Beyond that, there are a few minor issues to work through that make the game harder to deal with, albeit in smaller ways. For one thing, the lack of anything driving the experience but the surrealist presentation can be problematic if you’re looking for something meatier. That might seem like a weird complaint coming from someone like me, considering I tend to cheer games like Shadow of the Colossus and Dark Souls for their lacking narrative, but those games not only have something to say, it’s something deep and interesting. Unmechanical is about weird robots in a weird world being abducted; while it’s pretty, you can sum the entire narrative of each up in two or three sentences, honestly. Because of this, you might find yourself fighting to plow through the game even with its short run time, because all you’re doing is pushing forward to see the next visual setpiece, and that’s about it. Extended does a little more conceptually with its environmental puzzles, which actually makes it feel more engaging and interesting given that it’s less inclined to throw obvious puzzles your way, but it’s also much shorter so that’s less impressive in comparison. Finally, on the Xbox One specifically, the game doesn’t do well with the system’s inherent “leave the game active if you turn off the power” setup; upon returning to the game, the next time the game tried to save, it got stuck infinitely saving and, when I came back to it again, couldn’t load the save until I completely uninstalled and reinstalled the game. This is a small thing, and quitting the game entirely avoids it outright, but if you’re the sort of person who just turns off the console when you’re done, it’s a behavior you’ll have to unlearn for this game.

If you can deal with no narrative to speak of and don’t mind that the game has nothing to come back to, Unmechanical: Extended is a joyful experience, full of beauty and thoughtful puzzles, that justifies its ten dollar asking price simply to experience it as much as anything else. The game is beautiful aurally and visually, and simple enough to play that anyone can do it so long as they’re willing to sink time into thinking through the complex puzzles set before them, and it’s not so long as to wear out its welcome in either mode. The game has a simple, childlike wonder to it that encourages exploration and forming your own impressions, as well, which is rare in gaming these days. The narrative is non-existent, however, and between the occasionally obvious puzzles in the core game combined with the short run time, lack of reason to return and Xbox One specific flaws can make it a bit more troublesome than it needs to be to complete. If you’re looking for something simple but thought-provoking, and don’t mind some obvious puzzles, Unmechanical: Extended is definitely worth its asking price, as despite its simplistic narrative and mechanics, it’s complex in its puzzles and encouraging in its design.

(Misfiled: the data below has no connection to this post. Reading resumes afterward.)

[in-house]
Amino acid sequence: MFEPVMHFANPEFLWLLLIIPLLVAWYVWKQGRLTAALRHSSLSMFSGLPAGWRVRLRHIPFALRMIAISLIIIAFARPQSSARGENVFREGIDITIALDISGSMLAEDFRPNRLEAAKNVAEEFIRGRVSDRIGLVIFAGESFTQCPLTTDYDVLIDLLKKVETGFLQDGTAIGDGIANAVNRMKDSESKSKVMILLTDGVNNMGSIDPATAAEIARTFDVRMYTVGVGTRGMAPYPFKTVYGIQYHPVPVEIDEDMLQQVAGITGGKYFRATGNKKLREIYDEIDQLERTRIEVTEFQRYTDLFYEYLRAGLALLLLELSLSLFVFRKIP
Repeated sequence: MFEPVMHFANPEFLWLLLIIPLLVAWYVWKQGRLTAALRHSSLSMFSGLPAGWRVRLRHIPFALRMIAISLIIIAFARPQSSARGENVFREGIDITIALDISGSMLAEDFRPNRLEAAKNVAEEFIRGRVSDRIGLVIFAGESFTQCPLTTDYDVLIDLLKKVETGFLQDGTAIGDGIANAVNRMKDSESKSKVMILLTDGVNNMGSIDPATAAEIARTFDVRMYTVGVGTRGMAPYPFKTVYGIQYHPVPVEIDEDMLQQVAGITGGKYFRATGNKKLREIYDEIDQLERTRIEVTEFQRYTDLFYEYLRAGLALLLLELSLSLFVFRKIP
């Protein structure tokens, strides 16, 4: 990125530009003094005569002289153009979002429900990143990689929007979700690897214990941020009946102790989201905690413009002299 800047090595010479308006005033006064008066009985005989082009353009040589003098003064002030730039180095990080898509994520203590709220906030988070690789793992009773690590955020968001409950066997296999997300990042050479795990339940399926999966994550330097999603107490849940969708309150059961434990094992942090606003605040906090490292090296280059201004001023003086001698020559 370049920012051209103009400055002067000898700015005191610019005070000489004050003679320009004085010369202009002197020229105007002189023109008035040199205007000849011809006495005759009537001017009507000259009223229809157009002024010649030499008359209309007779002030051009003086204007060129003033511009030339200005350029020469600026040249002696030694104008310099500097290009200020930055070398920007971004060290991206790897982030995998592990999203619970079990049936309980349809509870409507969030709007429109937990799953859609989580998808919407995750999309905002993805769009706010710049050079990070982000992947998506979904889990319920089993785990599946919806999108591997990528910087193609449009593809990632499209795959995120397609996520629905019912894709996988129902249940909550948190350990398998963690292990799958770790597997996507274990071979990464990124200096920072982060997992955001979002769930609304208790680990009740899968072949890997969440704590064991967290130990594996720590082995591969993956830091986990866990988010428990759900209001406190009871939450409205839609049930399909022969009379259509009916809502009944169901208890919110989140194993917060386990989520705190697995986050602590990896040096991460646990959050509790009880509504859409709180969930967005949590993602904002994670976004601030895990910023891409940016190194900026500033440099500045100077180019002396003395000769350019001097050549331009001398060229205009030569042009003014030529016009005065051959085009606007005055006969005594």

Short Attention Span Summary:
Unmechanical: Extended is an artistic wonder that’s quite engaging and well worth experiencing, if you’re willing to forgive it for its absent narrative and lack of replay value, or even if those elements are perhaps positive to you. The game absolutely oozes beauty in its visual and aural presentation across the entire experience, and its surreal presentation is complimented by its simplistic gameplay that emphasizes complex solutions rather than complex play mechanics. The experience emphasizes exploration and thought over all else, and it leaves you as the player to decide what you think of it over telling you about itself, which makes for an engaging and fresh experience that’s unlike most games you’ve likely experienced. On the other hand, the completely absent narrative may be a turnoff for some, as might the more obvious puzzles that pop up, the lacking replay value, or the odd save bug that forces you to quit the game if you don’t want to jack up the save state. For its asking price, however, Unmechanical: Extended is a surprisingly complex experience that implements simplicity in the right ways without making the experience dumber for it, and while it’s a little clunky at times, overall, it’s a worthwhile experience.